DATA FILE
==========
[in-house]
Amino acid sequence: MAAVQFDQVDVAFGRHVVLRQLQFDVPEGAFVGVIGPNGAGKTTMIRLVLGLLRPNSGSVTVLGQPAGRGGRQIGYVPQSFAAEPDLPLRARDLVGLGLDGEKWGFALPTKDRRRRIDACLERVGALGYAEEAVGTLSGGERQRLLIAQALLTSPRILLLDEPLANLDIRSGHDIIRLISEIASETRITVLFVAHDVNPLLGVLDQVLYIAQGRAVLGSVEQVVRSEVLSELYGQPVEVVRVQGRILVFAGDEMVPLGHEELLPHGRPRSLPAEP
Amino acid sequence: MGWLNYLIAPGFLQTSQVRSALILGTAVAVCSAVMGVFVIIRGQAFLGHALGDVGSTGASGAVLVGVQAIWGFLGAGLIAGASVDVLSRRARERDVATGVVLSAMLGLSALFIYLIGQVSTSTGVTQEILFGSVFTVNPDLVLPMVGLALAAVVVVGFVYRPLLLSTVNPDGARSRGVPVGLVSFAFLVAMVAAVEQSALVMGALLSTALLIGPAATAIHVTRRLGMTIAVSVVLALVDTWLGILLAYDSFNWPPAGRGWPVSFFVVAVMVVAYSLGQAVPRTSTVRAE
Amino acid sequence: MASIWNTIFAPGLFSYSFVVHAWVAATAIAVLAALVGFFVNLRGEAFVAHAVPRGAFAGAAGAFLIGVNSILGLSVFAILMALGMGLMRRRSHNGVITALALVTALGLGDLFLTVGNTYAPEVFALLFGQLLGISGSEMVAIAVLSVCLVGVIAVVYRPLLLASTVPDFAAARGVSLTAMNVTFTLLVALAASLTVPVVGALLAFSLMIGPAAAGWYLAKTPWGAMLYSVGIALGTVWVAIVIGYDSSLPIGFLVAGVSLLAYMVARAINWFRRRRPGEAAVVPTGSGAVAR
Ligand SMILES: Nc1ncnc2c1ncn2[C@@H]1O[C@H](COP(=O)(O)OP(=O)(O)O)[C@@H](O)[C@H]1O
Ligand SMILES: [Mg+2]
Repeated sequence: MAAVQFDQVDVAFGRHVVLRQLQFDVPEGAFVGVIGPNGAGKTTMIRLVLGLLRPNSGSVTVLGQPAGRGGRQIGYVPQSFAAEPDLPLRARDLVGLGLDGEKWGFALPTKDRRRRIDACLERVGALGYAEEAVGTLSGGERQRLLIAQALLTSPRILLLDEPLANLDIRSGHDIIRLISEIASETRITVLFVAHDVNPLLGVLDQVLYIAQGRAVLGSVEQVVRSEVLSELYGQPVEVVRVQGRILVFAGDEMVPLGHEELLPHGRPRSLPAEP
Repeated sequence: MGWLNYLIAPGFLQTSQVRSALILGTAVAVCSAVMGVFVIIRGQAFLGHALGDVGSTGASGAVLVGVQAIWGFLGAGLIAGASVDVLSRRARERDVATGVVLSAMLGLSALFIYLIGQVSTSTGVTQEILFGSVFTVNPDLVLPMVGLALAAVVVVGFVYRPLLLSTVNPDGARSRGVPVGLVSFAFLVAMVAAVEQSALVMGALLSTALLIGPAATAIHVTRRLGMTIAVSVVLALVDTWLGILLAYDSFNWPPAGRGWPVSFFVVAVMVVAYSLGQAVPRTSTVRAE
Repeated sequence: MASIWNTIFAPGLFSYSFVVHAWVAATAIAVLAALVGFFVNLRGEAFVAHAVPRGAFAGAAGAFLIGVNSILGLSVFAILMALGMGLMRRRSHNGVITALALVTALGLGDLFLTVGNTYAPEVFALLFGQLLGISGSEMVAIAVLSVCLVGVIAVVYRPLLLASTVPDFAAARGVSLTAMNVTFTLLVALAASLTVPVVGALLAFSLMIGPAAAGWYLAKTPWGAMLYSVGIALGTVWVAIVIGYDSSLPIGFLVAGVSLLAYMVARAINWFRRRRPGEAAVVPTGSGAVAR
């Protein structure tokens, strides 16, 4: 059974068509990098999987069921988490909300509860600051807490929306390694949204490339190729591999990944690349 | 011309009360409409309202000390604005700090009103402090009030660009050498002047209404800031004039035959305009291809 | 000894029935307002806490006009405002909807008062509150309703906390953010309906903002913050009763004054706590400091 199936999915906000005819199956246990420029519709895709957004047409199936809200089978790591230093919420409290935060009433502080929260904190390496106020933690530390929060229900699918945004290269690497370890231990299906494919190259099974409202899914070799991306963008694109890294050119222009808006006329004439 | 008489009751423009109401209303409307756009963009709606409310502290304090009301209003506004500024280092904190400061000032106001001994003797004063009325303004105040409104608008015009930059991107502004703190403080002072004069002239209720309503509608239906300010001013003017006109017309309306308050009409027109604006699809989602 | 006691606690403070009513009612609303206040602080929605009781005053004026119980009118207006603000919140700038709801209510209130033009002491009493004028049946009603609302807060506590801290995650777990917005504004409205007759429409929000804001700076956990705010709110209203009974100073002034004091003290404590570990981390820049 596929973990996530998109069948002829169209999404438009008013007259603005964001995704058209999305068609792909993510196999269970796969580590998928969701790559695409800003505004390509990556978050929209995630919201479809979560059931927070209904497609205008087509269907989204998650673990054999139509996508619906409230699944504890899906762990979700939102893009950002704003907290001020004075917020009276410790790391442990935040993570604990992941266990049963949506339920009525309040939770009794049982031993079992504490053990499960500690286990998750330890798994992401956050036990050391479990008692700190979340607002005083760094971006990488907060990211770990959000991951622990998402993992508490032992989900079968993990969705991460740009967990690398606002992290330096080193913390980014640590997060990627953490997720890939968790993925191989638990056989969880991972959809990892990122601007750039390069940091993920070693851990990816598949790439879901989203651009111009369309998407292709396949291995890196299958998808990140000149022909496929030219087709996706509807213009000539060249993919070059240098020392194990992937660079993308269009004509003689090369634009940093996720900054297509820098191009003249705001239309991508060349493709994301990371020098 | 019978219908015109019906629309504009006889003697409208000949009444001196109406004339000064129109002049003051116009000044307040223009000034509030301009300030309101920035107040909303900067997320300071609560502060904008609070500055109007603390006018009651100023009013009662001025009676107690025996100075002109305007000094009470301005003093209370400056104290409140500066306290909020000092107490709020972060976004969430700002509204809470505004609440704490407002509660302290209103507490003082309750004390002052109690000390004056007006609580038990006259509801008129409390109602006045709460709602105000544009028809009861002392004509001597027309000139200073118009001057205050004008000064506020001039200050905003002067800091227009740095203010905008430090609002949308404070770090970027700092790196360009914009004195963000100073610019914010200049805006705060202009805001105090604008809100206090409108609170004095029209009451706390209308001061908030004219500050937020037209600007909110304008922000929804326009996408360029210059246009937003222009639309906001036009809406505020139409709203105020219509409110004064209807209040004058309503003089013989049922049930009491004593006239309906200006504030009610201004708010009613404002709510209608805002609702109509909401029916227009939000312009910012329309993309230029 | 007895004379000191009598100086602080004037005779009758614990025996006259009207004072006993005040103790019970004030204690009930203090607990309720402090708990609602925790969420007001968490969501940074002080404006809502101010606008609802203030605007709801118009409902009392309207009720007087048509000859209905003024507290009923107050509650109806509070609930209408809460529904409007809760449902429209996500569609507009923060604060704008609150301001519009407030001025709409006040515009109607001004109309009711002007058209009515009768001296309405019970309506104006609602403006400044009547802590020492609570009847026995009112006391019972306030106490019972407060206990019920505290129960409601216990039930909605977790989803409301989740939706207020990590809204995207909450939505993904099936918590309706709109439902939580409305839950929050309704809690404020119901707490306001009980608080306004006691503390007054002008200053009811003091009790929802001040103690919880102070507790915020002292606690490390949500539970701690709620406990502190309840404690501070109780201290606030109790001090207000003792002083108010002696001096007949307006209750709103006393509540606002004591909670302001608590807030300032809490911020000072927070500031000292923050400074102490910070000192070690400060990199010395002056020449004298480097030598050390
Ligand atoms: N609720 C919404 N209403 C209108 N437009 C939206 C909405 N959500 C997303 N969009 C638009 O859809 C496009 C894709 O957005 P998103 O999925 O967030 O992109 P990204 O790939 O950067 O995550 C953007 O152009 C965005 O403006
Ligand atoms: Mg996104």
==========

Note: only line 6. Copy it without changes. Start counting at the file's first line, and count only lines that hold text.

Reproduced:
Ligand SMILES: [Mg+2]